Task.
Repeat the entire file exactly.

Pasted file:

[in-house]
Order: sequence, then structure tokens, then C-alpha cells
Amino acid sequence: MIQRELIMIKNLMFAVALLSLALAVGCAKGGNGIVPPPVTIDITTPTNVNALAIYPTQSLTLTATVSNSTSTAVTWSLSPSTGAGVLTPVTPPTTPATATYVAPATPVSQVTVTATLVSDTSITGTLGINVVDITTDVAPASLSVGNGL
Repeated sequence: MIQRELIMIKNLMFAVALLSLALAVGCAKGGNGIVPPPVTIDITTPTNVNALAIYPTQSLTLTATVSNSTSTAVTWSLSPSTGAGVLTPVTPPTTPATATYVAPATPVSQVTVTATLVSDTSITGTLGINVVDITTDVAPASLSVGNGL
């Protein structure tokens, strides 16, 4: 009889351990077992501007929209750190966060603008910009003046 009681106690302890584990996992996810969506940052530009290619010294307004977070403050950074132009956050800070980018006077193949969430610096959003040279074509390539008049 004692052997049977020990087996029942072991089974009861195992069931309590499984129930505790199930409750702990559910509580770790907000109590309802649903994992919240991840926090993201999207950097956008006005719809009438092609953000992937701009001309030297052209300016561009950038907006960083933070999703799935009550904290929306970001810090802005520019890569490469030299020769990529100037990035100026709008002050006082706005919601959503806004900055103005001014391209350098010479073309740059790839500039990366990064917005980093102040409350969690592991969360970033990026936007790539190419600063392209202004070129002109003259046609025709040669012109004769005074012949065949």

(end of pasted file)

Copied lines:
[in-house]
Order: sequence, then structure tokens, then C-alpha cells
Amino acid sequence: MIQRELIMIKNLMFAVALLSLALAVGCAKGGNGIVPPPVTIDITTPTNVNALAIYPTQSLTLTATVSNSTSTAVTWSLSPSTGAGVLTPVTPPTTPATATYVAPATPVSQVTVTATLVSDTSITGTLGINVVDITTDVAPASLSVGNGL
Repeated sequence: MIQRELIMIKNLMFAVALLSLALAVGCAKGGNGIVPPPVTIDITTPTNVNALAIYPTQSLTLTATVSNSTSTAVTWSLSPSTGAGVLTPVTPPTTPATATYVAPATPVSQVTVTATLVSDTSITGTLGINVVDITTDVAPASLSVGNGL
């Protein structure tokens, strides 16, 4: 009889351990077992501007929209750190966060603008910009003046 009681106690302890584990996992996810969506940052530009290619010294307004977070403050950074132009956050800070980018006077193949969430610096959003040279074509390539008049 004692052997049977020990087996029942072991089974009861195992069931309590499984129930505790199930409750702990559910509580770790907000109590309802649903994992919240991840926090993201999207950097956008006005719809009438092609953000992937701009001309030297052209300016561009950038907006960083933070999703799935009550904290929306970001810090802005520019890569490469030299020769990529100037990035100026709008002050006082706005919601959503806004900055103005001014391209350098010479073309740059790839500039990366990064917005980093102040409350969690592991969360970033990026936007790539190419600063392209202004070129002109003259046609025709040669012109004769005074012949065949």